Presentation is loading. Please wait.

Presentation is loading. Please wait.

Emotional Development. Why do infants become attached to their caregivers? Behaviorists: drive reduction model –hunger  basic drive –food  primary reinforcer.

Similar presentations


Presentation on theme: "Emotional Development. Why do infants become attached to their caregivers? Behaviorists: drive reduction model –hunger  basic drive –food  primary reinforcer."— Presentation transcript:

1 Emotional Development

2 Why do infants become attached to their caregivers? Behaviorists: drive reduction model –hunger  basic drive –food  primary reinforcer –“food provider”  secondary reinforcer

3 The activity of feeding is central to the development of infant’s attachment to mother.

4 Harry Harlow Is it true that baby becomes attached to mom because mom feeds her?

5 Baby Rhesus monkeys were raised in isolation with:  wire substitute mother  cloth substitute mother

6 John Bowlby ethological theory of attachment

7 Ethological Theory of Attachment Inherited propensity to seek and maintain proximity to caregiver, especially in stressful situations. What for? To ensure survival.

8 Attachment Dependency

9 Attachment Bonding Klauss & Kennell, 1976 Sensitive Period for Bonding

10 ATTACHMENT enduring emotional bond seek and maintain proximity to specific person under stress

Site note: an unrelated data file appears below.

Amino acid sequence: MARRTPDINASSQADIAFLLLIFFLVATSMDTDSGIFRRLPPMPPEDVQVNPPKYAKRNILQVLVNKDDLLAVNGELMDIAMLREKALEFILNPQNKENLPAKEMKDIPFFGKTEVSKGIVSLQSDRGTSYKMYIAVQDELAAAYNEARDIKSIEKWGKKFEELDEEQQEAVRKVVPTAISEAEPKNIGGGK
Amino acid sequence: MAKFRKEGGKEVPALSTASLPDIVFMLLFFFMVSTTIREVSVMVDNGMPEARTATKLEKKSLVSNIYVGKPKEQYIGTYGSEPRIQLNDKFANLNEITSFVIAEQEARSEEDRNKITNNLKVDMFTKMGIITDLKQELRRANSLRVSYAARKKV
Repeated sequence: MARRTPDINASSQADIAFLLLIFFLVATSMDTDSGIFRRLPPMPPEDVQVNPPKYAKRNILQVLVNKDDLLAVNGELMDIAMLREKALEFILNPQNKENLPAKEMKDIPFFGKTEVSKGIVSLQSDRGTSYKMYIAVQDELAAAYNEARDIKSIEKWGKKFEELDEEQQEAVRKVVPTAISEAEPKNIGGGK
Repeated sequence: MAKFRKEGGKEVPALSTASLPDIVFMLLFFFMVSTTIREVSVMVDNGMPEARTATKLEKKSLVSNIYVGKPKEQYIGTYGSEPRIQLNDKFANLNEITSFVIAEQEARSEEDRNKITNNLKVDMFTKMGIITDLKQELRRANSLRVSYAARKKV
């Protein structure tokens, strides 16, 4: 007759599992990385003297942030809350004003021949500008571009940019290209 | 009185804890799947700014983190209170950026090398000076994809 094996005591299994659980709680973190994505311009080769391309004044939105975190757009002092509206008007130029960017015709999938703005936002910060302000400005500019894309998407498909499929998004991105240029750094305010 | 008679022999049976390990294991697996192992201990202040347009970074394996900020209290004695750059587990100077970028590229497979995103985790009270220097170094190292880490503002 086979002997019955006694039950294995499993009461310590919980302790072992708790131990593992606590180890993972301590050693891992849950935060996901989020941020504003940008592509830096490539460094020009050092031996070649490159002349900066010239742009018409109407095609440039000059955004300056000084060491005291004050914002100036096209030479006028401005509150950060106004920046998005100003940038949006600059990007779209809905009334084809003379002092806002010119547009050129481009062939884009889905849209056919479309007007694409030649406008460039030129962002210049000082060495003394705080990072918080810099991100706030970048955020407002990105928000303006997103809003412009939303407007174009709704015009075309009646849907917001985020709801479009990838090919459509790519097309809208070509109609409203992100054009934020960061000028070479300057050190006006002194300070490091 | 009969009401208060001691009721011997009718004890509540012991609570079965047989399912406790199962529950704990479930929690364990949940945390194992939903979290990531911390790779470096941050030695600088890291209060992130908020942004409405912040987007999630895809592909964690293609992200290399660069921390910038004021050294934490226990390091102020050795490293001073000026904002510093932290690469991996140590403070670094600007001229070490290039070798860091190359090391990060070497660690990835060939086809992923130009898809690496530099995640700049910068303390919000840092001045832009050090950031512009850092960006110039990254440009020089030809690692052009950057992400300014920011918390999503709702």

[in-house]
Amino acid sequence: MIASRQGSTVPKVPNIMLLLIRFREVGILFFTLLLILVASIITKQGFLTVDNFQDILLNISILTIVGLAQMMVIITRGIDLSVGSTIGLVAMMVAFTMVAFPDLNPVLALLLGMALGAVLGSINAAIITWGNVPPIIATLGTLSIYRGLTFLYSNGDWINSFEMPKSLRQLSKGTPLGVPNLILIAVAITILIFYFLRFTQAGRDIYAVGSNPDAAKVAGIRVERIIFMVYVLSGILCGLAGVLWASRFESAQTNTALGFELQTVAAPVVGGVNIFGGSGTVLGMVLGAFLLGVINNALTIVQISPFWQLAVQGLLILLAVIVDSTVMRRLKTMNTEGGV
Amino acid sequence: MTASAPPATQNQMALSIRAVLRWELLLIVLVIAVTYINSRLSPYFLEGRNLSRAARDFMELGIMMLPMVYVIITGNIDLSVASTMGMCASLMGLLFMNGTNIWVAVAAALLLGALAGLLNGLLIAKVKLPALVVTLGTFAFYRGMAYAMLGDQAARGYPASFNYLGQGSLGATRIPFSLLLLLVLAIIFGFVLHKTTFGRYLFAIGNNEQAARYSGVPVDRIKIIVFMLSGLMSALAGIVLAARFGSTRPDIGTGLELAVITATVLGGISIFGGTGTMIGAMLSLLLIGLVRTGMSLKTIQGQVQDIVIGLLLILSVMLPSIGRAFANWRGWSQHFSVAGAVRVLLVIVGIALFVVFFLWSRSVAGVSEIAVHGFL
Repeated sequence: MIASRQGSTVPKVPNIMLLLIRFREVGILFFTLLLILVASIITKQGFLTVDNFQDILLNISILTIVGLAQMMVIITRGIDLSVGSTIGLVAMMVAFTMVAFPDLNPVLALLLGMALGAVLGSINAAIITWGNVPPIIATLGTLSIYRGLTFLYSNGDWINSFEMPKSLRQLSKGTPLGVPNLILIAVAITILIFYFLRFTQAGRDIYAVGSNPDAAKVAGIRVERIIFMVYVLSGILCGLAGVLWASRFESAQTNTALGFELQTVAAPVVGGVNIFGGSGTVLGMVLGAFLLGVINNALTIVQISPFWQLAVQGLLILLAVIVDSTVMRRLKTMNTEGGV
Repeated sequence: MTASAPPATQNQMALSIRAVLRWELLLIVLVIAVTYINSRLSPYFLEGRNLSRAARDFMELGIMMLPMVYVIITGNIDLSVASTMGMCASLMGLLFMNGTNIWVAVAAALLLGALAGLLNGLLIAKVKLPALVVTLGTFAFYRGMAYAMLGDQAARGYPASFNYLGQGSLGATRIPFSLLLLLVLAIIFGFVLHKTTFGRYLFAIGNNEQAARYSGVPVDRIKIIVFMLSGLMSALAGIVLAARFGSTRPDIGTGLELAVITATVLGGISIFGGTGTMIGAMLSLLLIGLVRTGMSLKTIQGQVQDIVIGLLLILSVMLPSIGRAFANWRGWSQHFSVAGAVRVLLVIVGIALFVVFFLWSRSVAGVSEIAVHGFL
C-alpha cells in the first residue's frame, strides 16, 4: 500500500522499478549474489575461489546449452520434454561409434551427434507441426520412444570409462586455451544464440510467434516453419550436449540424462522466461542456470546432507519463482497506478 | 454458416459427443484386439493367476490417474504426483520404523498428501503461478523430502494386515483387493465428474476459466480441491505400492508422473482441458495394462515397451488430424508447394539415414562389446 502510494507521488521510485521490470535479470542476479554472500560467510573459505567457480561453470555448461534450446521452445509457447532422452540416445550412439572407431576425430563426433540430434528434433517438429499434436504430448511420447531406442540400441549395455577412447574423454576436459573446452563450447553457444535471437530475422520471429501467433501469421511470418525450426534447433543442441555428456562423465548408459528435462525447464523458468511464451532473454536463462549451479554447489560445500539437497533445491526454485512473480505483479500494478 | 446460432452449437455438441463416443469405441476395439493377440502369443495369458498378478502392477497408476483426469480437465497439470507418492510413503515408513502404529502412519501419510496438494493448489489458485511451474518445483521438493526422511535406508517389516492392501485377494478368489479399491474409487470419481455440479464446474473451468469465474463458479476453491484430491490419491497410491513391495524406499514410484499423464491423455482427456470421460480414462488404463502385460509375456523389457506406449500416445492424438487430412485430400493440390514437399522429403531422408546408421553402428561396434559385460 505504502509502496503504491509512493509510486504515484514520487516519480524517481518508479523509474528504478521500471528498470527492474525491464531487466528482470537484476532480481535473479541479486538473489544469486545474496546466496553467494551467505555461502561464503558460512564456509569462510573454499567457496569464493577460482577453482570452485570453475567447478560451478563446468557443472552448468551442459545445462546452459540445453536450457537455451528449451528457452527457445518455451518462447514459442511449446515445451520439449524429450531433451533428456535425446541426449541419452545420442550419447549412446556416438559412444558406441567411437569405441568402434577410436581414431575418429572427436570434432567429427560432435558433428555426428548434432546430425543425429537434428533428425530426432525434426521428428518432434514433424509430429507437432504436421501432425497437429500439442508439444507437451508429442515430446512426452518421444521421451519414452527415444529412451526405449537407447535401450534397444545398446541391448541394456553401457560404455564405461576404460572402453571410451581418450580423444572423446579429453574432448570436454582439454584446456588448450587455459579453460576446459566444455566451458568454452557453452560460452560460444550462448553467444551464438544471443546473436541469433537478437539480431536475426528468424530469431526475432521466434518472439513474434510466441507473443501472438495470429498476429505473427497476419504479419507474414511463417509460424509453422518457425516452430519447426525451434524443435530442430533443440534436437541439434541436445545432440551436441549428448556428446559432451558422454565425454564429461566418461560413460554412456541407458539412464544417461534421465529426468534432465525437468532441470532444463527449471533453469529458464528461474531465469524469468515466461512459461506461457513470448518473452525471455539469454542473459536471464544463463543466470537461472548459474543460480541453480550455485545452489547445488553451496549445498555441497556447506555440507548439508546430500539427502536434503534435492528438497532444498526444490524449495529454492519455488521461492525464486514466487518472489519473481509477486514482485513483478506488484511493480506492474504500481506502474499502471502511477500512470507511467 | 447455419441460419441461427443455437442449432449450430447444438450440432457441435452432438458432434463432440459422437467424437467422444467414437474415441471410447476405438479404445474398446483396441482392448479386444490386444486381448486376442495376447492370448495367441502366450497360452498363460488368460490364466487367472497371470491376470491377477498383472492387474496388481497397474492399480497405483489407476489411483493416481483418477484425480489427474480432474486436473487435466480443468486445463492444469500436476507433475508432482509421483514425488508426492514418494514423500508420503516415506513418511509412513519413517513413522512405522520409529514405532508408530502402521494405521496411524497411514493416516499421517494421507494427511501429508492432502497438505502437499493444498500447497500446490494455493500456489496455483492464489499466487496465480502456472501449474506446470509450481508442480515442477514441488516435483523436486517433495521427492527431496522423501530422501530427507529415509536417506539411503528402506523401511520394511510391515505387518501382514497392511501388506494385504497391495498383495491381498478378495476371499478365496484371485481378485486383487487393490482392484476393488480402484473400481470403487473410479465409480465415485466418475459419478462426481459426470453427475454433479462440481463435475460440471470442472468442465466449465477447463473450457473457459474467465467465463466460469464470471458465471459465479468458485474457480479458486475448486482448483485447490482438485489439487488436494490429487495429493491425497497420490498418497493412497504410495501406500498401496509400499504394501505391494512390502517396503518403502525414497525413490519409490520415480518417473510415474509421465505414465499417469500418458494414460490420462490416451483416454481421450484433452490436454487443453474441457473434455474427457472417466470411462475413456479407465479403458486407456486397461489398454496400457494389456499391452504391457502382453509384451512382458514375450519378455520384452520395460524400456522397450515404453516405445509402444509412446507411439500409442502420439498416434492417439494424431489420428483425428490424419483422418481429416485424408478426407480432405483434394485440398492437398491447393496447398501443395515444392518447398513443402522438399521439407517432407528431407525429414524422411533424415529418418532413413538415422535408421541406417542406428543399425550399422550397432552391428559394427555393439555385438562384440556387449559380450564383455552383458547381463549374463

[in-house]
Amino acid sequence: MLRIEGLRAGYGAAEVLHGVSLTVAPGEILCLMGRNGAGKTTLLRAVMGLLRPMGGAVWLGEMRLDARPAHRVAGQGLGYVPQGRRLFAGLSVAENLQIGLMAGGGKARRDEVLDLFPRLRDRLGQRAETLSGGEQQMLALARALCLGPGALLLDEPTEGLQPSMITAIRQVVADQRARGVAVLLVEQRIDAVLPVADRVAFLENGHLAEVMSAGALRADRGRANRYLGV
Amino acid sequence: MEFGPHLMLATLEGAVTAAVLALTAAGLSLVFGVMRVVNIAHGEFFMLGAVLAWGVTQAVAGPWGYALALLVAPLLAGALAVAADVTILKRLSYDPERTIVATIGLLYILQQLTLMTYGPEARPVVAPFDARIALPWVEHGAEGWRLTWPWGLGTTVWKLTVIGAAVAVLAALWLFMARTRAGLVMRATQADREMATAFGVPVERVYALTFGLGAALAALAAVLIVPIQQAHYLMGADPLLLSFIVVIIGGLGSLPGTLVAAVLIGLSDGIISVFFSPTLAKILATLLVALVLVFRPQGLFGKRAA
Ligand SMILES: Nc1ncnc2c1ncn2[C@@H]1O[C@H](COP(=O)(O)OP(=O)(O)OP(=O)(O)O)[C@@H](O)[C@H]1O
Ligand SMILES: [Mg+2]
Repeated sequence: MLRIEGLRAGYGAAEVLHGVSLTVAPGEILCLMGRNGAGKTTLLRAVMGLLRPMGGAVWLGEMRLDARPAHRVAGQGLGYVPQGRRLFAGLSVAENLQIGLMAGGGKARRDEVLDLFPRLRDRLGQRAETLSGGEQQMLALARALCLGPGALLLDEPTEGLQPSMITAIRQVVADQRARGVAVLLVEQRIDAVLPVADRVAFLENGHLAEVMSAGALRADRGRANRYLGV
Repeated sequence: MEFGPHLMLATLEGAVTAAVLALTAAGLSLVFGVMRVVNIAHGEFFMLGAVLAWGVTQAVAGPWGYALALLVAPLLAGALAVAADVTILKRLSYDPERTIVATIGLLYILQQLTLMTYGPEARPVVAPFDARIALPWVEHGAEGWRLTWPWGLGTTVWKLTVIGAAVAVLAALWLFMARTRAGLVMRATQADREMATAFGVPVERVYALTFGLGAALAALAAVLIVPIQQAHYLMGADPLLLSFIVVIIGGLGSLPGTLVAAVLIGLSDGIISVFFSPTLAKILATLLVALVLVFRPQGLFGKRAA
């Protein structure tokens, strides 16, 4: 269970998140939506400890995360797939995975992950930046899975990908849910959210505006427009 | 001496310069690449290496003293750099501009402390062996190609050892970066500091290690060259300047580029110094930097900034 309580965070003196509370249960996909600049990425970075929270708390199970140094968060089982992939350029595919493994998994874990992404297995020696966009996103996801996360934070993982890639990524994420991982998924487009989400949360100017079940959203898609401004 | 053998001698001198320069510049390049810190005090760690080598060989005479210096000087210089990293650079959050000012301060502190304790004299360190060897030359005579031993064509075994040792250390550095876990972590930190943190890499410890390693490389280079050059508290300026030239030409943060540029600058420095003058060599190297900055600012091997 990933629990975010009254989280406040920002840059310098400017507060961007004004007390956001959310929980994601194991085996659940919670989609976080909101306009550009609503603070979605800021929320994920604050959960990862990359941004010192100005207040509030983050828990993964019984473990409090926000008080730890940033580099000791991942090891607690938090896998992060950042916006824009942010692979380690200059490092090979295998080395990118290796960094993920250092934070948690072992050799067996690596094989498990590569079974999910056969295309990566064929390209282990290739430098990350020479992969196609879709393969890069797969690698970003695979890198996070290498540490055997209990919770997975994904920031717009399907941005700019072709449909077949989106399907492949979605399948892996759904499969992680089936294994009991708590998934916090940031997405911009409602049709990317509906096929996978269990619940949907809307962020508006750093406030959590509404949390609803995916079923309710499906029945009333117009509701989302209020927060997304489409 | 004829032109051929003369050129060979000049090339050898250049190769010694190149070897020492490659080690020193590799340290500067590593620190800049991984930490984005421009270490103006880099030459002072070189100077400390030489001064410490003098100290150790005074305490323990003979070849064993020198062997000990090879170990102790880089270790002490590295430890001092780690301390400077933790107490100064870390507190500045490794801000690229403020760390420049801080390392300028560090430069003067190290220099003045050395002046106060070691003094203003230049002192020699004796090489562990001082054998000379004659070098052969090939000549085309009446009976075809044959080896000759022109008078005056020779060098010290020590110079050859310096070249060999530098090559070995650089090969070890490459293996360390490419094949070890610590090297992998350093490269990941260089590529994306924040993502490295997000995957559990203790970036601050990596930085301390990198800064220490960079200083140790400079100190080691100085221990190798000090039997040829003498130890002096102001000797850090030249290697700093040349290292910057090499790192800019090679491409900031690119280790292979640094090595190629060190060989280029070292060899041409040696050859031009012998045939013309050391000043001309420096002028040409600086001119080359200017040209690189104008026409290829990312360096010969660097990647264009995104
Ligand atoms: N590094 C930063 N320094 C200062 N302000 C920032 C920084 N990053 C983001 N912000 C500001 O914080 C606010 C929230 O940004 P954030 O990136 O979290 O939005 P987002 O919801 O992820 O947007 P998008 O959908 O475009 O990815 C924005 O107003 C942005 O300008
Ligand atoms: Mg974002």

11 Development of Attachment Pre-attachment Phase (birth - 6 weeks) –Signaling behaviors –Indiscriminate and automatic –No true attachment

12 Development of Attachment Attachment-in-the-Making Phase (6 weeks-6/8 months) –Baby responds differently to familiar people than to strangers. –Does not yet protest when separated from caregiver.

13 Development of Attachment Clear-Cut Attachment Phase 6-8 months) –Clear attachment to a particular person –Separation anxiety –Attachment system is resistant to “reprogramming”

14 Development of Attachment Reciprocal Relationship Phase (starting at 18 mos) –Representational ability –Language ability –Less need to maintain proximity –Protest declines

15 All babies form attachments. All attachments are not the same!

16 Mary Ainsworth The Strange Situation

17 Strange Situation

18 Secure Attachment Plays while mom is present Upset when mom leaves Not easily comforted by stranger Calms down when mom returns

19 Anxious-Avoidant Attachment Indifferent when mom is present and when mom leaves Easily comforted by a stranger Slow to greet mom Are they just independent children?

20 Anxious-Resistant Attachment Anxious and clingy when mom is present Upset when mom leaves Not easily comforted by a stranger Angry and rejecting when mom returns

21 Disorganized Attachment Contradictory behaviors at reunion Combination of avoidant and resistant behaviors

22 Parenting Side of Attachment Secure attachment –Parent responds to infant promptly and sensitively Anxious-avoidant attachment –Parent is ignoring and/or rejecting Anxious-resistant attachment –Not extremely rejecting or accepting of child –Parent responds contingent upon own needs, not child’s needs!

23 Parenting Side of Attachment Disorganized –Uninvolved, withdrawn –Low emotional signaling –Victims of maltreatment and abuse –Early loss of attachment figure –And/or severe depression